Die Another Day


Twelve years ago, Common declared hip-hop a mangled, barely living whore he pledged to resuscitate. Nas now declares that whore deceased. “Everyone sound the same/Commercialized the game,” he complains on Hip Hop Is Dead‘s title track, buttressed by’s improbably vicious Iron Butterfly sample. Nas’s eighth record (and first for Def Jam) is a Dante-channeling journey through the many diverse facets of hip-hop, highlighted by the Dr. Dre–produced “QB Tru G’s,” wherein Nas—supported with a simple, eerie synth line and a verse from the Game—re-establishes both his street credibility and his status as hip-hop royalty. Elsewhere, “Black Republican” is a gripping Jay-Z collaboration with a dissonant string arrangement and a harsh reappraisal of the American Dream in the ghetto. These ideas are hardly novel, of course, but Nas pulls them off as if they were.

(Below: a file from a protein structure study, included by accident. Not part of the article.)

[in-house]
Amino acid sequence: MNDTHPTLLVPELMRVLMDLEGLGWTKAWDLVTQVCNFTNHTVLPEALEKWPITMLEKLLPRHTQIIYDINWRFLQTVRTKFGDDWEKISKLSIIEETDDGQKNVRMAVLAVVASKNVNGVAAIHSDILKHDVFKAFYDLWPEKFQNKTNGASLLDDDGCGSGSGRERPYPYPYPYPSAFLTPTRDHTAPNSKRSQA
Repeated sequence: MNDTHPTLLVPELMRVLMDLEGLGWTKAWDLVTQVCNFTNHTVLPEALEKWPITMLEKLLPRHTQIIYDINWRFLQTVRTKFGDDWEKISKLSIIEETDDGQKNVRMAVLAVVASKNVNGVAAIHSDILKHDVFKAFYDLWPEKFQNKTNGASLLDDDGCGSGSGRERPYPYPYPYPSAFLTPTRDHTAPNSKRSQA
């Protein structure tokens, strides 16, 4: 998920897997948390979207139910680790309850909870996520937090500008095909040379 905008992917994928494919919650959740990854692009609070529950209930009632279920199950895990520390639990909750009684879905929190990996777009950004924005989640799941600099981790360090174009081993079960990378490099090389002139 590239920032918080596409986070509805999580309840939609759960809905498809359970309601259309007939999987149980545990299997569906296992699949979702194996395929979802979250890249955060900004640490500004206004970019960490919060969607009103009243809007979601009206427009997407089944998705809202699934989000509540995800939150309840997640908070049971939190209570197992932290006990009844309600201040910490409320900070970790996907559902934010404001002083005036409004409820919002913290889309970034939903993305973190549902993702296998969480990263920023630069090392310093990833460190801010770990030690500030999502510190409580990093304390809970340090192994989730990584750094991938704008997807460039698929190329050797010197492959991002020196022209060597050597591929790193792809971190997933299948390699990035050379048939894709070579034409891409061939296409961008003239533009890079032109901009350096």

At record’s end, “Can’t Forget About You” offers us a nostalgia-fused how-I-fell-in-love-with-hip-hop retrospective that’s dangerously close to a masterpiece,’s sample of Nat King Cole’s “Unforgettable” improbably anchoring a beat of both beauty and depth. The hook, sung by Chrisette Michele, is a gorgeous melody that could easily pass for a Billie Holiday sample, and Nas, like the imagist he is, contemplates something more peaceful than death: “There comes a day in your life when you want to kick back/Straw hat on the porch when you old perhaps.” We had a good run for a while. No tears now. It’s time to start over.

Nas plays Nokia Theatre Times Square December 22,